Area Forecast Discussion
Issued by NWS North Platte, NE

Home | Current Version | Previous Version | Text Only | Print | Product List | Glossary Off
Versions: 1 2 3 4 5 6 7 8 9 10 11 12 13 14 15 16 17 18 19 20 21 22 23 24 25 26 27 28 29 30 31 32 33 34 35 36 37 38 39 40 41

FXUS63 KLBF 171105

Area Forecast Discussion
National Weather Service North Platte NE
605 AM CDT Fri Mar 17 2017

Issued at 341 AM CDT Fri Mar 17 2017

At 08z...A cold front was located from western Iowa through central
Kansas. The airmass behind the front remains fairly mild, with
temperatures in western Nebraska in the lower to mid 40s. A few
sprinkles recently reported at O`Neill from isolated showers moving
into northeast Nebraska.


.SHORT TERM...(Today and tonight)
Issued at 341 AM CDT Fri Mar 17 2017

Today...An upper trough will drop southeast through the Dakotas and
Minnesota into the Western Great Lakes. This will bring windy
conditions across the northeast half of the forecast area, with
lighter winds of 10 to 15 mph across southwestern areas. While 850
mb temperature will be about 10C cooler than yesterday, deep mixing
will help highs reach to near 60 across northern Nebraska, to near
70 parts of southwest Nebraska. Elevated fire weather conditions
will exist across much of the northeast half of the area. Details
can be found in the fire weather section.

Tonight...The upper ridge will move eastward toward the northern and
central High Plains. Winds will veer to the east and southeast
overnight. Lows are near previous forecast from the upper 20s to
lower 30s.

.LONG TERM...(Saturday through Thursday)
Issued at 341 AM CDT Fri Mar 17 2017

Upper level ridging will continue to dominate the weather pattern
until later next week, when an upper level trough will move east into
the central and northern plains.

South winds will develop Saturday to the east of a leeward surface
trough developing along the front range. Slightly backed winds to
the southeast will help keep high temperatures down a few degrees to
the east of Highway 183, where low to mid 60s are expected. West of
183 highs should reach the lower to mid 70s. Slightly higher dew
points (mid to upper 30s) will begin to advect into the area from
the south during the afternoon hours. It appears this may be just
enough moisture to keep critical fire weather conditions at bay. A
surge of gulf moisture quickly advances northward Saturday night on a
strong southerly low level jet. The GFS increases dew points into
the lower 50s along and south of Interstate 80, with the NAM and
ECMWF in the 40s. This moisture will be mixed out Sunday as the
surface trough advances east across the area. The surface trough
does not have as good a push east as some previous model runs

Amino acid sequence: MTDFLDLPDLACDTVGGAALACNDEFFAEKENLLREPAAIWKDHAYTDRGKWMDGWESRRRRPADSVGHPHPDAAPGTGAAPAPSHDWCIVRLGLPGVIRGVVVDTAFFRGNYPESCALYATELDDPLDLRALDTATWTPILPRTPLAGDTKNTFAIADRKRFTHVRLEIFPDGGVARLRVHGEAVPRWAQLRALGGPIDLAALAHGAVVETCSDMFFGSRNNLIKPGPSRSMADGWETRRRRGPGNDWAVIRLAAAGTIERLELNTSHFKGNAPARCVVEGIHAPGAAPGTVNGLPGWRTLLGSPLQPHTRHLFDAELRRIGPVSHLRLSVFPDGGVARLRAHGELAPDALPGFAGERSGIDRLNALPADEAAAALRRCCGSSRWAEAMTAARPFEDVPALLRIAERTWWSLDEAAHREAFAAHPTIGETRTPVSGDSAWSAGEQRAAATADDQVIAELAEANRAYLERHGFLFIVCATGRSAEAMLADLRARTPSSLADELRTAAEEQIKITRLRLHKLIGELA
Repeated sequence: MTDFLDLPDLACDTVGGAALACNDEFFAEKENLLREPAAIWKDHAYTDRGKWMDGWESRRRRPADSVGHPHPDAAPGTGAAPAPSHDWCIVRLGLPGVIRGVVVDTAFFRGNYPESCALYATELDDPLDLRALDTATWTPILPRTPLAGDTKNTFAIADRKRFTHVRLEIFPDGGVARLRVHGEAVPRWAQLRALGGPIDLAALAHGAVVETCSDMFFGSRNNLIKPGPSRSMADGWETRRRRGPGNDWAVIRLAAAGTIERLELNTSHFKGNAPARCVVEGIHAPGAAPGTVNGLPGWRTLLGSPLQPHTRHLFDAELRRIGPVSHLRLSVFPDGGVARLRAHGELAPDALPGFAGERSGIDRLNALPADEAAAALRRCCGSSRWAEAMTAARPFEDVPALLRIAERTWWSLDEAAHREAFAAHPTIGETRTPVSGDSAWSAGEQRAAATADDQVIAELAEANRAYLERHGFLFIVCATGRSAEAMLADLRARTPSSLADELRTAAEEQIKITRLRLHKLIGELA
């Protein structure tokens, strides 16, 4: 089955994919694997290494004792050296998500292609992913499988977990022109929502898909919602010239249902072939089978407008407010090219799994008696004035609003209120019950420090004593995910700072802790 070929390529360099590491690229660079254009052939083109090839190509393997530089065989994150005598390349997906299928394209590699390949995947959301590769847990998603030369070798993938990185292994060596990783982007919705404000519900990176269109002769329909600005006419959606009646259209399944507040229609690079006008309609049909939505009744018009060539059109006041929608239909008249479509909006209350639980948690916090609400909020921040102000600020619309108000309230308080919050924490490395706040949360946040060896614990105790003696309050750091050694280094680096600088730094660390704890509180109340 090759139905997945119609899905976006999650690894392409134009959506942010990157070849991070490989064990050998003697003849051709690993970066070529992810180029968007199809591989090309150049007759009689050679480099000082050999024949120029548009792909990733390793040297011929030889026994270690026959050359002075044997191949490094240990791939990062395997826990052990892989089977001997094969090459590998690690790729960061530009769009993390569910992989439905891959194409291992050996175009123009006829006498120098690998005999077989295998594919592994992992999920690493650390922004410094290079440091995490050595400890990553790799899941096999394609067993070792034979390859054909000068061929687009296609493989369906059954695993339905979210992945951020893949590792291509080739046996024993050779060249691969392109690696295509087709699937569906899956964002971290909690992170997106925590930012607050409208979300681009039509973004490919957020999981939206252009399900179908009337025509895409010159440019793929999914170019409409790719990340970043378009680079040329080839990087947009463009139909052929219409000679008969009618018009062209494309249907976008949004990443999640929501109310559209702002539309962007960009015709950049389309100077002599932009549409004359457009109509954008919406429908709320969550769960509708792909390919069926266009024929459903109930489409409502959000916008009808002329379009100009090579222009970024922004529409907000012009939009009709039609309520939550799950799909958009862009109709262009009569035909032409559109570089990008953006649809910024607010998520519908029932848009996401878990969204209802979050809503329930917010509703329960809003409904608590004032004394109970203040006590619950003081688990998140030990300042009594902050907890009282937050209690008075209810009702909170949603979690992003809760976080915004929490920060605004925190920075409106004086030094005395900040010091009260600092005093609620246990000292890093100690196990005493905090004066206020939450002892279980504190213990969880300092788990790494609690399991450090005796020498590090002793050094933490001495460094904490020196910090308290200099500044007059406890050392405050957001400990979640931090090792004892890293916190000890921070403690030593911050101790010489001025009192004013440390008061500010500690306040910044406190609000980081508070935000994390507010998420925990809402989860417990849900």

suggested, and that may keep areas to the east of Highway 83 from
reaching the critical fire danger criteria due to higher dew points
and humidity. Otherwise very warm, especially across western
Nebraska to the west of the surface trough, where highs well into
the 80s are expected.

The next Pacific cold front arrives Monday, with a pattern shift to
cooler and wetter conditions for next week. Models continue to
indicate a lead shortwave will advance east Monday night into
Tuesday with at least scattered rain and snow showers. A stronger
Pacific storm will move into California midweek then advance east
into the central plains by Thursday. Expect increasing chances for
shower and perhaps thunderstorm activity with this system. Little
chance for snow at this time do to mild temperatures. Will continue
to monitor the model trends. Stay tuned.


.AVIATION...(For the 12Z TAFS through 12Z Saturday morning)
Issued at 605 AM CDT Fri Mar 17 2017

VFR conditions will persist across western Nebraska the next 24
hours. At KVTN, northwest winds near 32015g25kt will persist from
18z-00z. At KLBF, northwest winds this afternoon should remain
near or below 10 kts.


Issued at 341 AM CDT Fri Mar 17 2017

Near critical fire weather conditions this afternoon for portions of
north central and central Nebraska. This to include eastern Cherry,
Keya Paha, Brown, Rock, Holt, Thomas, Blaine, Loup, Garfield,
Wheeler, and Custer County. The combination of northwest winds 15 to
30 mph, and low minimum relative humidity as low as 20 percent, will
combine to create near critical fire conditions. These counties will
be highlighted in a Spacial Weather Statement.

On Saturday, minimum RH could fall to around 20 percent in zone 204
and 210 with south winds gusting to 20 mph.

Critical fire weather conditions may develop on Sunday with highs
reaching 80 to 87 in most areas. AS the upper level ridge begins to
break down, a Pacific cold front will approach the area, with
westerly winds increasing ahead of the front to 15 to 25 mph.
Minimum RH forecast as low as 10 to 15 percent across zones 204,
210, and 219, with 15 to 20 percent common across zones 206, 208,
and 209.




LONG TERM...Taylor
FIRE WEATHER...Roberg is the U.S. government's official web portal to all federal, state and local government web resources and services.